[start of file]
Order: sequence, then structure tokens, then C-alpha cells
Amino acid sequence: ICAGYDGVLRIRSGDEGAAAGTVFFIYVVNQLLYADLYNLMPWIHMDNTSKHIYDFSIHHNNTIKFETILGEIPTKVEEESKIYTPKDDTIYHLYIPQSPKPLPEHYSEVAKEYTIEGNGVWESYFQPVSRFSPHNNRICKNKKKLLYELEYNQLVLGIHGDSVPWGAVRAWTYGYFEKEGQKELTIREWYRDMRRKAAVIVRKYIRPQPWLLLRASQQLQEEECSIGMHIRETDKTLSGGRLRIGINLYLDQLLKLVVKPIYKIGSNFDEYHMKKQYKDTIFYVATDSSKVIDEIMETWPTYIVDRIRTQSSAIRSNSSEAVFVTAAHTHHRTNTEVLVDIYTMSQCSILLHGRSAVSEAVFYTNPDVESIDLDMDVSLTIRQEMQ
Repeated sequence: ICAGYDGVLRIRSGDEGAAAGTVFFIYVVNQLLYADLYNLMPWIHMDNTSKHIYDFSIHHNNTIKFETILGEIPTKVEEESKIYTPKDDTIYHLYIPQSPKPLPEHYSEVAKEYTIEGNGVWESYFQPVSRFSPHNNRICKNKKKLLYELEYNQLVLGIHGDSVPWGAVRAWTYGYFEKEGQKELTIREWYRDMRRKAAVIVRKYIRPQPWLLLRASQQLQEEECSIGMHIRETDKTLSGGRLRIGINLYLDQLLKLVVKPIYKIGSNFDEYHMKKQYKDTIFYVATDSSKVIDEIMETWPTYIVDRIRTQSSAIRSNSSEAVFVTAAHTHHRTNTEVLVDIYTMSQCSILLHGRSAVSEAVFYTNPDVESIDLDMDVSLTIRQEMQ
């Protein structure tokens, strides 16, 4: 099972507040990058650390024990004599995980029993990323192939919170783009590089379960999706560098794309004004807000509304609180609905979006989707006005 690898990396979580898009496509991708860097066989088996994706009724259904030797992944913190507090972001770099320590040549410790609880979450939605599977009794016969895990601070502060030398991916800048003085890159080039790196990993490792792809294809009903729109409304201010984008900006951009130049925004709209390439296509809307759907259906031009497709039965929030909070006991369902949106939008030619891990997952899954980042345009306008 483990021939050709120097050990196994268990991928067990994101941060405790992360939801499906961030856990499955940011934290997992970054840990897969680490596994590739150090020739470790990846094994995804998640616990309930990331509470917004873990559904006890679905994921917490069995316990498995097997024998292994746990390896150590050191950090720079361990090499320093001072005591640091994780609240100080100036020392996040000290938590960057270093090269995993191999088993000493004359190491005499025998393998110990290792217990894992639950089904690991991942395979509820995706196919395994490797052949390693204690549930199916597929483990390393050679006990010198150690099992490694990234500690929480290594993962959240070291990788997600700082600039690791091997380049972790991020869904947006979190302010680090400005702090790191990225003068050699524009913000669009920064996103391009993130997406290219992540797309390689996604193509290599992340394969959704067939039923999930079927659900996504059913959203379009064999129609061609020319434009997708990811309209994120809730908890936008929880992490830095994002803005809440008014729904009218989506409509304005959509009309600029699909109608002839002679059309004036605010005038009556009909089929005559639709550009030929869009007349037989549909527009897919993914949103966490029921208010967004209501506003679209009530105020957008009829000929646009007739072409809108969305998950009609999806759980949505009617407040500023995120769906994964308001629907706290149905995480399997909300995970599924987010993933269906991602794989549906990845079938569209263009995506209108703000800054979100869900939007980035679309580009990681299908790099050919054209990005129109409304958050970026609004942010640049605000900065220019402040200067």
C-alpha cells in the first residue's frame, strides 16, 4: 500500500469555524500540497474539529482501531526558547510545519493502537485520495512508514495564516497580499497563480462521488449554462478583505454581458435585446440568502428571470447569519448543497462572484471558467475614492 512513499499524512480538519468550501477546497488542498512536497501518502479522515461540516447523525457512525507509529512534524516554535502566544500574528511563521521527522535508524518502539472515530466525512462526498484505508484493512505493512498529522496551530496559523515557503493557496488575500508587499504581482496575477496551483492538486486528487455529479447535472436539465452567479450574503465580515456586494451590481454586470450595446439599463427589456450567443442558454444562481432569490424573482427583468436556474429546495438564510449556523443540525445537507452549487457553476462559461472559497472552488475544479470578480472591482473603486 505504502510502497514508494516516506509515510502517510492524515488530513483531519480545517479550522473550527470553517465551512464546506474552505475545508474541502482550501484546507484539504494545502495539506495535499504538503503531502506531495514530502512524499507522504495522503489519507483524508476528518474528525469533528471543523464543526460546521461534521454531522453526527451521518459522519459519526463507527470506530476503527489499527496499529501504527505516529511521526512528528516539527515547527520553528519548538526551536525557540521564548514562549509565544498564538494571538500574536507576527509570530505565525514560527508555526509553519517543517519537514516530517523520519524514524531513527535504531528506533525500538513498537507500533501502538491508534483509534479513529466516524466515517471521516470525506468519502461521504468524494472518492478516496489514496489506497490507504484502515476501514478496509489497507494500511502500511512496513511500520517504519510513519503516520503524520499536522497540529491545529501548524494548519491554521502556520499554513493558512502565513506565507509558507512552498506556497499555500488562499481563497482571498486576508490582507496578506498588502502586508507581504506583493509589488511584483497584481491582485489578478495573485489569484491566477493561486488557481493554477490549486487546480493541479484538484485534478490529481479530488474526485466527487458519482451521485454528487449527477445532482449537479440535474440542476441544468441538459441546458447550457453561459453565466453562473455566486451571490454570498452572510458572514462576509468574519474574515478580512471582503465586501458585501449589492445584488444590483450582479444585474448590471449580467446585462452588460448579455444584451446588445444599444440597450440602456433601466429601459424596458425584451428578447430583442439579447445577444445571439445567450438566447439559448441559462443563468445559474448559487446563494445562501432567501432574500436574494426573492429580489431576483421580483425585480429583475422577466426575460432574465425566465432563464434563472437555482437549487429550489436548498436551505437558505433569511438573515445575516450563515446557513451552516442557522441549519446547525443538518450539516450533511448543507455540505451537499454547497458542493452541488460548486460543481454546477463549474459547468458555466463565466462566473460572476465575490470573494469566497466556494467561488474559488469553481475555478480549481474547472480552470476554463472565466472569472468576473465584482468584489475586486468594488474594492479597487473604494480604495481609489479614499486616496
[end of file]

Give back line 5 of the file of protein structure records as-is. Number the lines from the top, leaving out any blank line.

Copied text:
C-alpha cells in the first residue's frame, strides 16, 4: 500500500469555524500540497474539529482501531526558547510545519493502537485520495512508514495564516497580499497563480462521488449554462478583505454581458435585446440568502428571470447569519448543497462572484471558467475614492 512513499499524512480538519468550501477546497488542498512536497501518502479522515461540516447523525457512525507509529512534524516554535502566544500574528511563521521527522535508524518502539472515530466525512462526498484505508484493512505493512498529522496551530496559523515557503493557496488575500508587499504581482496575477496551483492538486486528487455529479447535472436539465452567479450574503465580515456586494451590481454586470450595446439599463427589456450567443442558454444562481432569490424573482427583468436556474429546495438564510449556523443540525445537507452549487457553476462559461472559497472552488475544479470578480472591482473603486 505504502510502497514508494516516506509515510502517510492524515488530513483531519480545517479550522473550527470553517465551512464546506474552505475545508474541502482550501484546507484539504494545502495539506495535499504538503503531502506531495514530502512524499507522504495522503489519507483524508476528518474528525469533528471543523464543526460546521461534521454531522453526527451521518459522519459519526463507527470506530476503527489499527496499529501504527505516529511521526512528528516539527515547527520553528519548538526551536525557540521564548514562549509565544498564538494571538500574536507576527509570530505565525514560527508555526509553519517543517519537514516530517523520519524514524531513527535504531528506533525500538513498537507500533501502538491508534483509534479513529466516524466515517471521516470525506468519502461521504468524494472518492478516496489514496489506497490507504484502515476501514478496509489497507494500511502500511512496513511500520517504519510513519503516520503524520499536522497540529491545529501548524494548519491554521502556520499554513493558512502565513506565507509558507512552498506556497499555500488562499481563497482571498486576508490582507496578506498588502502586508507581504506583493509589488511584483497584481491582485489578478495573485489569484491566477493561486488557481493554477490549486487546480493541479484538484485534478490529481479530488474526485466527487458519482451521485454528487449527477445532482449537479440535474440542476441544468441538459441546458447550457453561459453565466453562473455566486451571490454570498452572510458572514462576509468574519474574515478580512471582503465586501458585501449589492445584488444590483450582479444585474448590471449580467446585462452588460448579455444584451446588445444599444440597450440602456433601466429601459424596458425584451428578447430583442439579447445577444445571439445567450438566447439559448441559462443563468445559474448559487446563494445562501432567501432574500436574494426573492429580489431576483421580483425585480429583475422577466426575460432574465425566465432563464434563472437555482437549487429550489436548498436551505437558505433569511438573515445575516450563515446557513451552516442557522441549519446547525443538518450539516450533511448543507455540505451537499454547497458542493452541488460548486460543481454546477463549474459547468458555466463565466462566473460572476465575490470573494469566497466556494467561488474559488469553481475555478480549481474547472480552470476554463472565466472569472468576473465584482468584489475586486468594488474594492479597487473604494480604495481609489479614499486616496